Iry Paret is released from a Louisiana prison after serving part of a manslaughter sentence and eventually makes his way to Montana where his ex-prisoner friend Buddy lives on a family farm. Buddy's father is engaged in a campaign to shut down a local pulp mill, and Iry finds himself getting in trouble with the law, and risking his paroled status, as a result of the local community's hostility towards Buddy's family.
This turns out to be an early book and I think predates the first Robicheaux book - it's still very well written but seemed rather meandering compared to that one - there were a couple of different subplots so it felt a bit episodic rather than being a single long story.
It's written in the first person like the Robicheaux book and like Robicheaux, Paret has the habit of musing about the countryside and his feelings and these passages are very well written and evocative.
Another thing that reminded me of the Robicheaux book was the way that the hero comes across a strong female character who he falls for (in this case Buddy's estranged wife), and how she stands by him against the problems he's tangled up in. I don't know how many more of Burke's books have the same pattern, but it feels a bit like he re-used some of the elements of this novel in the Neon Rain at least.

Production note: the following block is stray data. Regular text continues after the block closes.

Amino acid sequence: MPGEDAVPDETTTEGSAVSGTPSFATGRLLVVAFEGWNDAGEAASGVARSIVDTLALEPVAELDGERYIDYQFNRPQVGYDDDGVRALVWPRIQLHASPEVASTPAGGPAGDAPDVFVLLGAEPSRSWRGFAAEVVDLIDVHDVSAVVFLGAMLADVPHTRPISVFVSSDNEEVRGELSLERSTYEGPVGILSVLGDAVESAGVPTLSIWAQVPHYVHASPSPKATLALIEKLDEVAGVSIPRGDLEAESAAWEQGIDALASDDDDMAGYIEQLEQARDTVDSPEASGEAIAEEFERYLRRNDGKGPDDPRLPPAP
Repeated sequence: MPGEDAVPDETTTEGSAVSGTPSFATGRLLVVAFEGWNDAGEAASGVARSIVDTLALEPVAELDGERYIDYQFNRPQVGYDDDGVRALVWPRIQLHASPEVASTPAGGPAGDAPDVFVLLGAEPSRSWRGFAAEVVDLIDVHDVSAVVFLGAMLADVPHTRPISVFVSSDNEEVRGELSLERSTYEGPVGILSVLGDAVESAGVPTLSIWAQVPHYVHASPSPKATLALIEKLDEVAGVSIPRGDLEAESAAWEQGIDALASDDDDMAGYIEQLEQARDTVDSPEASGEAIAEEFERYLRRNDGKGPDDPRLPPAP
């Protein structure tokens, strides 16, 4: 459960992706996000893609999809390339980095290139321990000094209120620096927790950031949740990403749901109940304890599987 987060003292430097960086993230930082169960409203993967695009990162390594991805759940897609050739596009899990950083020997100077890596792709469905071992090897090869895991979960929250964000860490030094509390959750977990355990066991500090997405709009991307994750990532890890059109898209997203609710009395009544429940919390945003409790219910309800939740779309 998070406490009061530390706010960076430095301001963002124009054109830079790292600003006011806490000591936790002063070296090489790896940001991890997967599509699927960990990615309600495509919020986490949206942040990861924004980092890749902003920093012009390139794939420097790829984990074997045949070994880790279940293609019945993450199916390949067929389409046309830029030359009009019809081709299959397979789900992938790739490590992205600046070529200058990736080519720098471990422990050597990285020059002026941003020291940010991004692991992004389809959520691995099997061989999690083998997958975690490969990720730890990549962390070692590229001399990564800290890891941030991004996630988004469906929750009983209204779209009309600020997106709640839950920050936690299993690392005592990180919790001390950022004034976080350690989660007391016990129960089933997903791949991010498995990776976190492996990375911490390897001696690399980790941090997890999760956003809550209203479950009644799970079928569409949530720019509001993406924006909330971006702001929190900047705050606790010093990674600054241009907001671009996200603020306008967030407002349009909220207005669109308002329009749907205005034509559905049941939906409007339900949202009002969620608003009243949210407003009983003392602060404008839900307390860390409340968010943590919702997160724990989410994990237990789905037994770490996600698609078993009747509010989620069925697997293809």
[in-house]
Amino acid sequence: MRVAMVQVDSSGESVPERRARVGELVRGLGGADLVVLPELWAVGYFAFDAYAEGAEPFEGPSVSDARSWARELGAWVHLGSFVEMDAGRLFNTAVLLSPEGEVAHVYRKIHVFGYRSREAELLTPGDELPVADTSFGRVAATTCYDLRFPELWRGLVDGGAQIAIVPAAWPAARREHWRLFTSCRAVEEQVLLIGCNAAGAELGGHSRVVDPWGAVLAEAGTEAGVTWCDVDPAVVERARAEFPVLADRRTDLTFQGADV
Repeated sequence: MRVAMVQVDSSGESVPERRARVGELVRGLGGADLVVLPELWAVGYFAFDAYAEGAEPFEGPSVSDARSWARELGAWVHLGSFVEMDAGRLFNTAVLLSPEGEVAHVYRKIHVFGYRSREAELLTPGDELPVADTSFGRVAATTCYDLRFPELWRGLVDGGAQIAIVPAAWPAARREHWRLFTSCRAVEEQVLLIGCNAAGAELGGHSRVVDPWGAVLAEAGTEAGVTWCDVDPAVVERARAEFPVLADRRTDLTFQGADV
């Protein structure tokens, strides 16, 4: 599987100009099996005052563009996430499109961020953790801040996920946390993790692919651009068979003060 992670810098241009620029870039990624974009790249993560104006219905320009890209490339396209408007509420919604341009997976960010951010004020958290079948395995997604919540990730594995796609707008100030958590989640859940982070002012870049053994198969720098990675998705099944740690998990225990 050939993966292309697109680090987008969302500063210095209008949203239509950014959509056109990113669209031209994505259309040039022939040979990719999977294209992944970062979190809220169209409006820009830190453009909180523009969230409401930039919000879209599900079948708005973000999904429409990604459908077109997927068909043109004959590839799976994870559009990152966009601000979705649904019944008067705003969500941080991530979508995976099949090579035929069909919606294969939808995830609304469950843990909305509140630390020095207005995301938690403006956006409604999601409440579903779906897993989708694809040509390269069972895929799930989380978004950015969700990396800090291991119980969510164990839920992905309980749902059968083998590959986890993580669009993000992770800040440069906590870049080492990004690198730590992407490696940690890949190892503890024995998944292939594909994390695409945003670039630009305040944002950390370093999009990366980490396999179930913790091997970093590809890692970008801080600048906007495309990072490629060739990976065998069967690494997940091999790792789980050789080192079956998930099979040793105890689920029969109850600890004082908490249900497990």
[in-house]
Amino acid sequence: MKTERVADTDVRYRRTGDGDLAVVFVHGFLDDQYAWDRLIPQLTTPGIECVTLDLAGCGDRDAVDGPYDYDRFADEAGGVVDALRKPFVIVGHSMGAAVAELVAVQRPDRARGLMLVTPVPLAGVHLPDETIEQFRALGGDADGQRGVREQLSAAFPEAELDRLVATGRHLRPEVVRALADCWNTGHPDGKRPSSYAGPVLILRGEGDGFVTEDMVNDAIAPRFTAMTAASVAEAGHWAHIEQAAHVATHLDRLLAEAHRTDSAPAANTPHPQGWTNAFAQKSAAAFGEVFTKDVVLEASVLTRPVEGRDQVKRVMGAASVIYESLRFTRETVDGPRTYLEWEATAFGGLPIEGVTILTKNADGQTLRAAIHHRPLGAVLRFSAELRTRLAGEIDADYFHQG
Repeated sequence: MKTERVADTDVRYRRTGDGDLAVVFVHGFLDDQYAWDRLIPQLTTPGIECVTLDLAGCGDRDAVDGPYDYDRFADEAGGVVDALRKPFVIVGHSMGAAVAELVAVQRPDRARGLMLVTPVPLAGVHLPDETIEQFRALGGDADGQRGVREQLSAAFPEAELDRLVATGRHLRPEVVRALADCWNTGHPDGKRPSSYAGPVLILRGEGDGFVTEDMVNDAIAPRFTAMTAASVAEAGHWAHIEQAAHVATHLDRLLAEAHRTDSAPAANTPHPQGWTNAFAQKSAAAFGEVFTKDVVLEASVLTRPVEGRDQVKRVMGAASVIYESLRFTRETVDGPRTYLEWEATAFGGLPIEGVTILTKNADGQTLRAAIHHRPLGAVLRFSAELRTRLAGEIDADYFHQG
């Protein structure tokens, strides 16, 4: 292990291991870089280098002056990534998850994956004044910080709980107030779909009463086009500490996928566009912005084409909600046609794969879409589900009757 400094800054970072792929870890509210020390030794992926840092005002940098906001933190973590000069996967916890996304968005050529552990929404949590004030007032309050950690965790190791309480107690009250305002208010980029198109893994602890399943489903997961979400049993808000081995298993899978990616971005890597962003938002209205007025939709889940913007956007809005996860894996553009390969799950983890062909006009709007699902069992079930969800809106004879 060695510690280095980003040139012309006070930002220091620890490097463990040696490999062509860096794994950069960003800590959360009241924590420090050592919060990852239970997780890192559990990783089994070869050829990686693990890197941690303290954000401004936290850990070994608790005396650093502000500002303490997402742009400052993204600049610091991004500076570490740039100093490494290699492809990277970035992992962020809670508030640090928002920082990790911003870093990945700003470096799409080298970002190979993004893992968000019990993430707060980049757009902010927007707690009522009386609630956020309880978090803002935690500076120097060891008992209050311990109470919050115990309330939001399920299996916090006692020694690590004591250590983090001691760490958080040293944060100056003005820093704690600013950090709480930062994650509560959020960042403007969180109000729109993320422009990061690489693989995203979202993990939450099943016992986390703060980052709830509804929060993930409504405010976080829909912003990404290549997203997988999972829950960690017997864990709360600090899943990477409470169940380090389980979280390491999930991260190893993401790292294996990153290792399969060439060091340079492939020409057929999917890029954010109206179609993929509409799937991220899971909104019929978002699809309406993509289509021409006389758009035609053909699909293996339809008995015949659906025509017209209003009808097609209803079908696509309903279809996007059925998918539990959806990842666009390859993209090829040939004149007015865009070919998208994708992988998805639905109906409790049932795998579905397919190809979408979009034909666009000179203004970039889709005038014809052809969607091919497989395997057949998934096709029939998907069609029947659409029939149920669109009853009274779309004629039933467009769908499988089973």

Pretty good book, although not as good as the Robicheaux one - the main reason I picked this up in preference to another in that series is that this was read by Will Patton again who again has a fantastic voice for the Louisiana turns of phrase that pepper the book.
Completed : 07-Jan-2015 (audiobook, read by Will Patton)